Home office: Which insurance do I need as a home worker?
Working from a home office is possible across a growing number of industries and is no longer just reserved for freelancers or the self-employed. But what if an accident happens in your home office? As an employee, you may know your rights in the workplace, and can be assured that health and safety in the workplace are taken care of by your employer. However, there seems to be uncertainty when working from home. Find out what you need to know about home office and insurance in general, and how you should behave in your own four walls in case of an accident during working hours.
What type of home office accident insurance is there?
First of all, a distinction must be made as to what types of insurances are available and who can be covered by them.
If you’re worried about protecting items you use as part of your home office set-up, you may be in luck depending on your current home contents insurance. Many insurers will insure items within your household against loss, theft, or even accidental damage. Some policies contain home office clauses which will pay for damage caused to home office equipment. Check the T&Cs of your existing policies to see if the contents of your office are already covered. This will prevent you from having to take out extra insurance, but don’t automatically assume these items are included in your homeowner’s insurance.
General liability insurance and property insurance are two other forms of insurance you should already have in place that could help set you up to be fully insured in your home office. Your employer will likely also have these forms of insurance. They protect you and your employer against claims related to bodily injury and property damage.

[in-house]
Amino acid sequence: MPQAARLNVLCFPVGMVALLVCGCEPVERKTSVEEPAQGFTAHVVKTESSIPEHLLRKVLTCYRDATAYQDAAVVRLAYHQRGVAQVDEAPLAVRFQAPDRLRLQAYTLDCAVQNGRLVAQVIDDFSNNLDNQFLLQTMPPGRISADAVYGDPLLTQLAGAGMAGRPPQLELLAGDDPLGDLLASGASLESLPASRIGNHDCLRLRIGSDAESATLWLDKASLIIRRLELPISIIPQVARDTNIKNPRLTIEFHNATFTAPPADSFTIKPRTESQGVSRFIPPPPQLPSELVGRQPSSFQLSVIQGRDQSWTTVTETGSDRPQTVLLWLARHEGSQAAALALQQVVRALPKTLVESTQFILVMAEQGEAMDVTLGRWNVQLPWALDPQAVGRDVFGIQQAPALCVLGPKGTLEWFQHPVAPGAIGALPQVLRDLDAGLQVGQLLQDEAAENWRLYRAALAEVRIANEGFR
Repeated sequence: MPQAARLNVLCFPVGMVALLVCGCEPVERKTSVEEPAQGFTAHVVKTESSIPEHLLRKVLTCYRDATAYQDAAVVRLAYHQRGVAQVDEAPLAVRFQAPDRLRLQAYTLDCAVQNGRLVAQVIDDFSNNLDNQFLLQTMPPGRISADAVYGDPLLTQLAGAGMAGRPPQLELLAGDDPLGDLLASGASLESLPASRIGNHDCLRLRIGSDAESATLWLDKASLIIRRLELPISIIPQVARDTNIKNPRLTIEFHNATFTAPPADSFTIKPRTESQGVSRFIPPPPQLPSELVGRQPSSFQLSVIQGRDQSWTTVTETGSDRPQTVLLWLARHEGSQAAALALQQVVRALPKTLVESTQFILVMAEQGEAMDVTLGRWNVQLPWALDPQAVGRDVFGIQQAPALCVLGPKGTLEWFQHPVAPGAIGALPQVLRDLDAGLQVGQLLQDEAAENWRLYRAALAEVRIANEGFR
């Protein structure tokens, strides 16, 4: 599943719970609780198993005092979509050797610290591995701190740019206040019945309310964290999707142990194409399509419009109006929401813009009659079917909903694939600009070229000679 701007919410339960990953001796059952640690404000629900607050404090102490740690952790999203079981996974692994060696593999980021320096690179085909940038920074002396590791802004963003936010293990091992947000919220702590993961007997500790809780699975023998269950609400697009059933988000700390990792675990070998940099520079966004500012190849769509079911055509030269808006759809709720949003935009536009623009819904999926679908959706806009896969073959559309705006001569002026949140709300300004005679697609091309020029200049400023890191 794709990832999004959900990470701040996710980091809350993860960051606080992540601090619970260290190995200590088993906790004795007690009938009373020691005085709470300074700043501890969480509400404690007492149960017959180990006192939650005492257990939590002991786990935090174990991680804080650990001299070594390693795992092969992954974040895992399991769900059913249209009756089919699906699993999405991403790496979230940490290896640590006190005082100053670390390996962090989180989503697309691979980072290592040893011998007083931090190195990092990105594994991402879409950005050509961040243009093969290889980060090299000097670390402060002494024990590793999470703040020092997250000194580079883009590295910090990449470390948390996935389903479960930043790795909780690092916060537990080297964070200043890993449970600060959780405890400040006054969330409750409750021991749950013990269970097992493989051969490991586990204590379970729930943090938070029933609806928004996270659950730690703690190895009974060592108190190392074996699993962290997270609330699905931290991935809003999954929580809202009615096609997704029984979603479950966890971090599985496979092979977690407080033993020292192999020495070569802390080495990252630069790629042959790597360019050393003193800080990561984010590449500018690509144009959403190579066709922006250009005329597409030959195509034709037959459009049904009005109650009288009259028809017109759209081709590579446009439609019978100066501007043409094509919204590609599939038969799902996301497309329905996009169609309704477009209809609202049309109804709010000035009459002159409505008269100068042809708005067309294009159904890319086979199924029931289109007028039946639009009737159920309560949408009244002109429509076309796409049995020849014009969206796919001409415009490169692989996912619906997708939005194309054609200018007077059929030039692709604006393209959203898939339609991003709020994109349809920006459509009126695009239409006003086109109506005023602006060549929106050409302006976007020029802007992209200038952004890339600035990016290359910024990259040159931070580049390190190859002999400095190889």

If you are a freelancer, however, the situation is a little different. In most cases, you won’t be covered by an employer’s insurance. Because each state has its own regulations, it’s best to check out the Department of Labor’s workers’ compensation regulations. Unfortunately, freelancers don’t benefit from a social security net, and often have to handle the financial consequences of having an accident at work, and indeed not being able to work and earn money once this happens. This is slowly changing, as start-ups and other businesses are aiming to change the game in terms of home office accident insurance for freelancers. It’s a relatively recent development, but there are some start-ups which have successfully created insurance policies for freelancers.
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What exactly is insured as part of a home worker’s insurance?
There is no one-size-fits-all answer to this question, unfortunately. With the rising number of home office workers, the Occupational Safety and Health Administration (OSHA) have included their stance as part of their regulations. They state that “OSHA will not hold employers liable for employees’ home offices, and does not expect employers to inspect the home offices of their employees.” (VII Policy for Home Offices at the CPL 02-00-125 directive.
However, the situation is a little different for home-based manufacturing working environments. OSHA state that: “OSHA will only conduct inspections of other home-based worksites, such as home manufacturing operations, when OSHA receives a complaint or referral that indicates that a violation of a safety or health standard exists that threatens physical harm, or that an imminent danger exists, including reports of a work-related fatality.” (CPL 02-00-125 directive, VIII Policy for Other Home-Based Worksites). What is included in home office accident insurance, therefore, depends on the type of work you’re doing from home.